Monday, October 10, 2011

The Nobel Peace Laureate And His Supporters

Why the Occupied Wall Street Movement Scares the Democratic Party

"Fueled by a long simmering anger over the economic crisis, the continuing enrichment of a tiny corporate elite who brought this crisis on, and the lack of any political voice for the great majority of people, the Occupy Wall Street Movement has spread to hundreds of cities across the nation, mobilizing hundreds of thousands in an undeniable display of strength. The growing involvement of unions in these developments both testifies to how broad this discontent is and its potential power to mobilize and organize millions. The 99 percent have had enough, and growing numbers are now taking to the streets to make an impact.
We are witnessing the birth of a social movement that has the potential to win economic justice. Having only recently exploded onto the scene, there are many directions this movement may take. The only certainty is that, since the conditions that fueled it are not going away any time soon, it is, at the very least, a harbinger of larger struggles to come.

Some have argued that the Occupy Wall Street Movement has a relationship to the Democratic Party similar to the Tea Party's relationship to the Republicans. This is wrong on several counts. The Tea Party and its message was cooked up, funded, and molded by corporate interests such as the Koch brothers. It attempted to mobilize people by tapping into their fears of where the country is going while dressing up a corporate political agenda in populist rags. There was never a doubt that this would eventually strengthen the far right in the Republican Party who quickly identified with the Tea Party's cause.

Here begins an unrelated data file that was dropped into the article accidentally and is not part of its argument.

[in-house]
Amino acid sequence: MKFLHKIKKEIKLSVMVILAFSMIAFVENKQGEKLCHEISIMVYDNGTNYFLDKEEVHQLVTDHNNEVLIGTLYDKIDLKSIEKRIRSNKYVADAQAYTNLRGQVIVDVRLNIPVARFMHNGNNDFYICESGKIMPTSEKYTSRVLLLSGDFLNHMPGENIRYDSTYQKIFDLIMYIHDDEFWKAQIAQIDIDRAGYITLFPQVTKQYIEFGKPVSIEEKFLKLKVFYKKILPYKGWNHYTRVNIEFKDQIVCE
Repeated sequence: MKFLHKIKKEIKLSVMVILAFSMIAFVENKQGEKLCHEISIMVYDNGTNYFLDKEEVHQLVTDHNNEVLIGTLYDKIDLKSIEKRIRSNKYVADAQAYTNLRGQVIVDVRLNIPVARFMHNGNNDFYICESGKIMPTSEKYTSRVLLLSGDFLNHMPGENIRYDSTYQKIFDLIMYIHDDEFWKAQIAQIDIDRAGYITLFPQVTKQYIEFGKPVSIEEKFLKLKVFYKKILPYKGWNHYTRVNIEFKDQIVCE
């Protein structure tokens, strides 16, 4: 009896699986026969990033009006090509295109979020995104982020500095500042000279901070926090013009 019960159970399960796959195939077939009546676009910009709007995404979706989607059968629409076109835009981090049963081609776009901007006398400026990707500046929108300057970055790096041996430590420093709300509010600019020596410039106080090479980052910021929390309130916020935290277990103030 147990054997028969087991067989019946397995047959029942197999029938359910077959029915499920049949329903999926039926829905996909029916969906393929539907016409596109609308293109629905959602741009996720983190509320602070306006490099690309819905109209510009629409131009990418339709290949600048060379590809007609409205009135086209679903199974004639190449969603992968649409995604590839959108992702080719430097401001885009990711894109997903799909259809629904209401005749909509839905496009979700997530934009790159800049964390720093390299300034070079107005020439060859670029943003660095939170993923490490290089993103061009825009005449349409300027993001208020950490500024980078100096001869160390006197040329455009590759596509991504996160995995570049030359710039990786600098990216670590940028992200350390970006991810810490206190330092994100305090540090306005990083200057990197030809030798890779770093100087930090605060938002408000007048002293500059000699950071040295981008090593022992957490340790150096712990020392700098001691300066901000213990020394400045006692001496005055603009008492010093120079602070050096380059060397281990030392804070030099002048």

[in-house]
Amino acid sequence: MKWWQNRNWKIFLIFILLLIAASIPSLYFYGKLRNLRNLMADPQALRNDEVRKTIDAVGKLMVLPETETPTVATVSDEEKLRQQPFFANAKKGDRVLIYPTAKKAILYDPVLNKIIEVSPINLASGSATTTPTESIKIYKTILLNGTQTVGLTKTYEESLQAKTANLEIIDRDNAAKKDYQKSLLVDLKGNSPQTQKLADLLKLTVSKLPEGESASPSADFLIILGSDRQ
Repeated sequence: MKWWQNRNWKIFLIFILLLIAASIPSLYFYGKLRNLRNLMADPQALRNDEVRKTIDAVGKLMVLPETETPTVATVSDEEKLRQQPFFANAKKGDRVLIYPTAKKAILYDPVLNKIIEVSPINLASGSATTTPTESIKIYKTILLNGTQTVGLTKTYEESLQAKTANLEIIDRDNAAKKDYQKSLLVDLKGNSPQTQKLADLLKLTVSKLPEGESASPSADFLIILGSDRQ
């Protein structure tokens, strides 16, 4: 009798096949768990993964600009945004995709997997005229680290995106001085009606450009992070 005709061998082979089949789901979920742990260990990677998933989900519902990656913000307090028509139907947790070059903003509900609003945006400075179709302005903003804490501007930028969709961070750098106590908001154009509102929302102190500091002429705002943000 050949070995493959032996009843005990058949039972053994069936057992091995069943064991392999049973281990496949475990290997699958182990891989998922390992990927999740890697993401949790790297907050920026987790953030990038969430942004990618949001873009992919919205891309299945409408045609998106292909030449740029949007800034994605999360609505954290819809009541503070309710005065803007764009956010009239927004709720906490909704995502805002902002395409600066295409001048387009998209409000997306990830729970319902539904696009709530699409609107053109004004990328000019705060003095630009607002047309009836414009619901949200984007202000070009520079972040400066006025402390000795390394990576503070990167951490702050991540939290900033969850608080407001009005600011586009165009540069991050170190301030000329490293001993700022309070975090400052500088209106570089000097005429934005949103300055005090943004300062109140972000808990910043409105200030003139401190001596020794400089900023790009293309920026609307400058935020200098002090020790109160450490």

Relations stand very differently between the Occupy Wall Street Movement and the Democratic Party. This movement has no big Wall Street interests channeling funds into their organizing activities. By targeting economic inequality and injustice brought on by Wall Street's rule, the movement has placed itself in direct opposition to the largest financial contributors to and policy makers of the Democratic Party. While Democratic Party politicians may mouth support for some of the issues that have united the movement, any measures they can effectively promote will not come close to adequately addressing working peoples real needs.

To understand why that is the case requires that one follow the money."


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